This Bill will set up a body owned and guaranteed by the state to offer such insurance policies. Everybody would be informed of the option by the DWP as they approach state pension age and for two years thereafter. To avoid adverse selection, people would have to take out the policy within a couple of years of the state pension age. The public insurer would publish a schedule of premiums, which would be larger for those with higher-value properties and smaller for those with smaller homes needing protection.

    How much might those premiums be? The Dilnot commission on fairer funding calculated in 2011 that the average costs for such a premium would be comparatively modest—around £16,000 in today’s money. The arithmetic is simple: only one in four people ever needs to go into a residential or nursing home; the average length of stay is 30 months—two and a half years; and the cost of social care is around £25,000, plus £10,000 for the cost of accommodation and food and basic living costs—the so-called hotel costs, which are normally paid out of state pension benefits and other income not covered by insurance. One in four times two and a half times £25,000 comes out at a premium of around £16,000.

    I spelled this out in a pamphlet called Solving the Social Care Dilemma? A Responsible Solution and suggested that the actual premium payable by any individual should be set at a percentage of the value of the person’s home—never their mortgage—at the time they take out the policy. People would be given the opportunity to take out a policy within a couple of years of reaching state pension age and would not have to pay any cash, since the premium would just be a charge on their home, and the premiums would be set at actuaries to meet the average costs.

    Why has this proposal not been considered before? I suspect it is because those on the right find the very idea of setting up a state body to provide pensions—taking on a responsibility normally the duty of the private sector—anathema. Certainly, when I offered the proposal to a right-wing think tank, it turned it down with horror, expressing amazement that I, the author of the Government’s privatisation policy, should be the advocate of this. But of course, having thought long and hard about privatisation, I realised that some things are suitable for the private sector and some are not. We should be open-minded about this.

    What will the likely take-up be? I do not know. The important thing, however, is that everyone has the option to protect themselves and their homes against the need to sell them and use up the entire proceeds to pay for care in old age. Some may decide that they are quite content to take the risk that they will be in the happy three-quarters of the population who never go into residential care or need social care. But if they take that risk, they will not be able to complain if it turns out that they need to sell their house to pay for some or all of their social care in old age.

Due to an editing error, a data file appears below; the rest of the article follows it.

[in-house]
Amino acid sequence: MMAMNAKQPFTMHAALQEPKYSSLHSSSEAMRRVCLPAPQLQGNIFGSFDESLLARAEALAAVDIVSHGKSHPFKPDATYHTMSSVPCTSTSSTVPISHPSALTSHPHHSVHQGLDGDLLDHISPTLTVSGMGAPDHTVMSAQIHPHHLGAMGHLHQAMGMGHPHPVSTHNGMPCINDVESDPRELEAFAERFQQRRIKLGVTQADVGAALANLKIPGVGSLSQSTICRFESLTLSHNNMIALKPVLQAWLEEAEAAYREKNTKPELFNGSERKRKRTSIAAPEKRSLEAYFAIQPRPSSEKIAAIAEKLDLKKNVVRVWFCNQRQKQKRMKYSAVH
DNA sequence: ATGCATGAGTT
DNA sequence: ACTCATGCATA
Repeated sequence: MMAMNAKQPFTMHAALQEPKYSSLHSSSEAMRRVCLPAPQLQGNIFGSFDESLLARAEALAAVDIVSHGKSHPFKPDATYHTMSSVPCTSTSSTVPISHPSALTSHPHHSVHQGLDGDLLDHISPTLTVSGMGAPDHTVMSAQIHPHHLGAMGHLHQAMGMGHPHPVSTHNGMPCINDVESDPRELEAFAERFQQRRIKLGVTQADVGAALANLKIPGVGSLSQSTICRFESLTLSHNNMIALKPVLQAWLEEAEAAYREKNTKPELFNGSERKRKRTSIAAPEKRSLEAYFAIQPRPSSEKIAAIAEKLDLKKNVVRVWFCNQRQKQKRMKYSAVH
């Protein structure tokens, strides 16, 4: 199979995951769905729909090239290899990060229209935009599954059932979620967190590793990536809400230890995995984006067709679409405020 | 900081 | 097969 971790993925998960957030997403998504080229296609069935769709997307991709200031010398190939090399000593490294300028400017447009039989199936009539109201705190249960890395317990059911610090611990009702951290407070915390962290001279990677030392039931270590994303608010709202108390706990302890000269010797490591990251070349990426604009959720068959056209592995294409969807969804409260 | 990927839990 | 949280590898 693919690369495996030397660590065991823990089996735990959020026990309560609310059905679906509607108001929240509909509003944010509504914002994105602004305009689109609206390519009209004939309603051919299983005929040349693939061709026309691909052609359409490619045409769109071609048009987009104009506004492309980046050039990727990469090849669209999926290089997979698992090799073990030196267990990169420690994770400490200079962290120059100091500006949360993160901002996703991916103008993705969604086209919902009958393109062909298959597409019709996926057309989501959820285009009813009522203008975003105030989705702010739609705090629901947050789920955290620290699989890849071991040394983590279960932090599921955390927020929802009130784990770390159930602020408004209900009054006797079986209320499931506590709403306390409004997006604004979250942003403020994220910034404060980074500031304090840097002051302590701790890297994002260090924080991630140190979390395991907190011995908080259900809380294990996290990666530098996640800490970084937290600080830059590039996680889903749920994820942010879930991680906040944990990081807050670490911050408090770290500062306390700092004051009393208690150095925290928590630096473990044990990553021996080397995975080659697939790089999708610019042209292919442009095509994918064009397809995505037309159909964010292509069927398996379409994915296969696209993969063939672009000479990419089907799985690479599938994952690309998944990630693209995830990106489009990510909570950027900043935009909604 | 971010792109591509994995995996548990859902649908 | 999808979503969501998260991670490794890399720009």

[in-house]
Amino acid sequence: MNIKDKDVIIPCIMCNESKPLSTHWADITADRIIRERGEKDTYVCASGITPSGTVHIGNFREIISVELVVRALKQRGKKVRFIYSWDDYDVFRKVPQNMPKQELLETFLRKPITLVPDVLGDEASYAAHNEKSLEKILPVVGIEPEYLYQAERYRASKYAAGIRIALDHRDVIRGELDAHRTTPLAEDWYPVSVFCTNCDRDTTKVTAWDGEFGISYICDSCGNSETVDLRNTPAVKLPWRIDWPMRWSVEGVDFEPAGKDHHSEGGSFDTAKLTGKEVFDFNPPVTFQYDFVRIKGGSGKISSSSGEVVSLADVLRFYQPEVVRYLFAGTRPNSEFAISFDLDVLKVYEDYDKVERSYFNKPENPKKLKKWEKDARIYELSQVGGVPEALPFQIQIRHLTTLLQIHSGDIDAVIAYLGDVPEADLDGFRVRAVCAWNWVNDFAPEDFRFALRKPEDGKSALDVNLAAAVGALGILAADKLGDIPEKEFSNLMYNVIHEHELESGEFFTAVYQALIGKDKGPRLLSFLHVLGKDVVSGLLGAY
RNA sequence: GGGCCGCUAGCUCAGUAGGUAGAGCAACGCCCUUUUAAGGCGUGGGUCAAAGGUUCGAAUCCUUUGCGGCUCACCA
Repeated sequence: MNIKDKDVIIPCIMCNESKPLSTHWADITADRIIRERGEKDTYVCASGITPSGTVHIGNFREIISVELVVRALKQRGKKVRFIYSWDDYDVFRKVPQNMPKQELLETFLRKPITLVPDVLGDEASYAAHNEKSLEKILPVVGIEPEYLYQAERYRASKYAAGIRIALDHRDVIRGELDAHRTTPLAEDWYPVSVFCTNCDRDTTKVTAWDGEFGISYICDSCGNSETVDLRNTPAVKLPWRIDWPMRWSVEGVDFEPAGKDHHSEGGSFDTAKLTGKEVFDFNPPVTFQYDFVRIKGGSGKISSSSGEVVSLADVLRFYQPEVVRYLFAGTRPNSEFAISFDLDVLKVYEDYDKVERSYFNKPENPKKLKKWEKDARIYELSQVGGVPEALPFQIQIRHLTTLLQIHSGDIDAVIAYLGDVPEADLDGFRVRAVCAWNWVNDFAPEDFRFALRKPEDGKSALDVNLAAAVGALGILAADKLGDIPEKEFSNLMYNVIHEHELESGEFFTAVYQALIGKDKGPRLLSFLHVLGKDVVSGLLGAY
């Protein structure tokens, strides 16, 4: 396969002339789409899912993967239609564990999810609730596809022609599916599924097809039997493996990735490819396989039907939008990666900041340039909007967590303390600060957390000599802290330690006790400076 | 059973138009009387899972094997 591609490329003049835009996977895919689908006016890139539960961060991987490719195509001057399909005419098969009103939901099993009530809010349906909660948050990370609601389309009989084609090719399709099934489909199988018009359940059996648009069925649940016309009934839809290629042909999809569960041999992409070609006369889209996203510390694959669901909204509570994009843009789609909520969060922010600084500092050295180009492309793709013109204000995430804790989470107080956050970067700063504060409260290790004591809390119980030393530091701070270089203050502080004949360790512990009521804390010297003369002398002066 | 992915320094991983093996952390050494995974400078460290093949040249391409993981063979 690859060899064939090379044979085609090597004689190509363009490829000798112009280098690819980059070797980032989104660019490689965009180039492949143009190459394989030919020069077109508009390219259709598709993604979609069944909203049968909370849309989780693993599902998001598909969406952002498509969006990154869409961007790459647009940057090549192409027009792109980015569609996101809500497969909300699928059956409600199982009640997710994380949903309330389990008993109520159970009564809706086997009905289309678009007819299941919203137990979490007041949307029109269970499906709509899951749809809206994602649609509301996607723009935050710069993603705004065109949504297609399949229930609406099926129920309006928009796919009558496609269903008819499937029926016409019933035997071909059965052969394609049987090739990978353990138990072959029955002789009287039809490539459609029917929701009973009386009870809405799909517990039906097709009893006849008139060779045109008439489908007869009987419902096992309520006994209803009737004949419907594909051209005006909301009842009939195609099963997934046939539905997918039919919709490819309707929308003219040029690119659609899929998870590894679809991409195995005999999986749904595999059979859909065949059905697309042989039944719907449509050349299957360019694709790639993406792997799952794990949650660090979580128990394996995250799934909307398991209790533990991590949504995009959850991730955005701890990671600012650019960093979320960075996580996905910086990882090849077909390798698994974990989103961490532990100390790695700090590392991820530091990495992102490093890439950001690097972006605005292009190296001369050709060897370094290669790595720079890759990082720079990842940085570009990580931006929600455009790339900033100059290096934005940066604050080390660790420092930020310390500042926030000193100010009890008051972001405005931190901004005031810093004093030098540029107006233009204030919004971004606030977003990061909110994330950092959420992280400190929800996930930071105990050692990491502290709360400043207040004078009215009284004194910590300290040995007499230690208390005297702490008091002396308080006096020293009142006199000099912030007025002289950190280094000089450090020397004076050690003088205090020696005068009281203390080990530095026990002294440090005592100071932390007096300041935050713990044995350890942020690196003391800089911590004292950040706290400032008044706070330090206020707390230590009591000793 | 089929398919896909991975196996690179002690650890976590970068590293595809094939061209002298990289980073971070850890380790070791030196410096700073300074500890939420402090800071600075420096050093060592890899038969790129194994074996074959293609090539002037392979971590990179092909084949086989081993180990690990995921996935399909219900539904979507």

I have brought this Bill forward to promote and provoke debate. I am sure that, like all Private Members’ Bills, it has flaws. I hope that Members may find and expose any flaws that it has; if they are remediable, I will address them. If they find fatal flaws, so much the better—we can put the idea to one side. On the other hand, if it garners some support, I hope that the Government will consider it before opting for proposals that, if we are to believe the Daily Telegraph, could land them in exactly the same sort of problems as other Governments who have touched this live rail in the past. I beg to move.


    Peter Lilley:

    My Lords, I am grateful to all noble Lords who have contributed to this debate—those who disagree with the Bill, those who agree with it, and those who feel that it merits further debate. Two central criticisms were made. First, a number of noble Lords said that it does not address the main issue. With respect, that is precisely what it does. It says that the main issue is the underfunding of the existing social care system for those who do not have the means to pay for themselves, but we must not pre-empt the money needed to bring about proper funding of that by diverting much of it to subsidising those who wish to leave their homes to their heirs and beneficiaries. I hope people realise that resources are finite. If we spend money on those who can afford to contribute to their own care, we have less to spend on those who cannot.

    Secondly, there were those who, as a matter of principle, believe in universal state provision. I respect that point of view, but they should recognise that no Labour Government since 1948 has introduced that, and that if it were possible to have done so before the pandemic, it is much less possible now that we have £2 trillion of debt and a massive deficit. They should also recognise that that is not what Labour offered at the last election; it offered the £100,000 cap on contributions. Setting a cap, which was also endorsed by the Liberal Party, brings me to my final point. They are saying that we should give the greatest benefit to those in Mayfair and the least to those in Middlesbrough. If that is their idea of fairness, priorities and a comprehensive solution, it is not mine. I beg to move.

    Bill read a second time and committed to a Committee of the Whole House.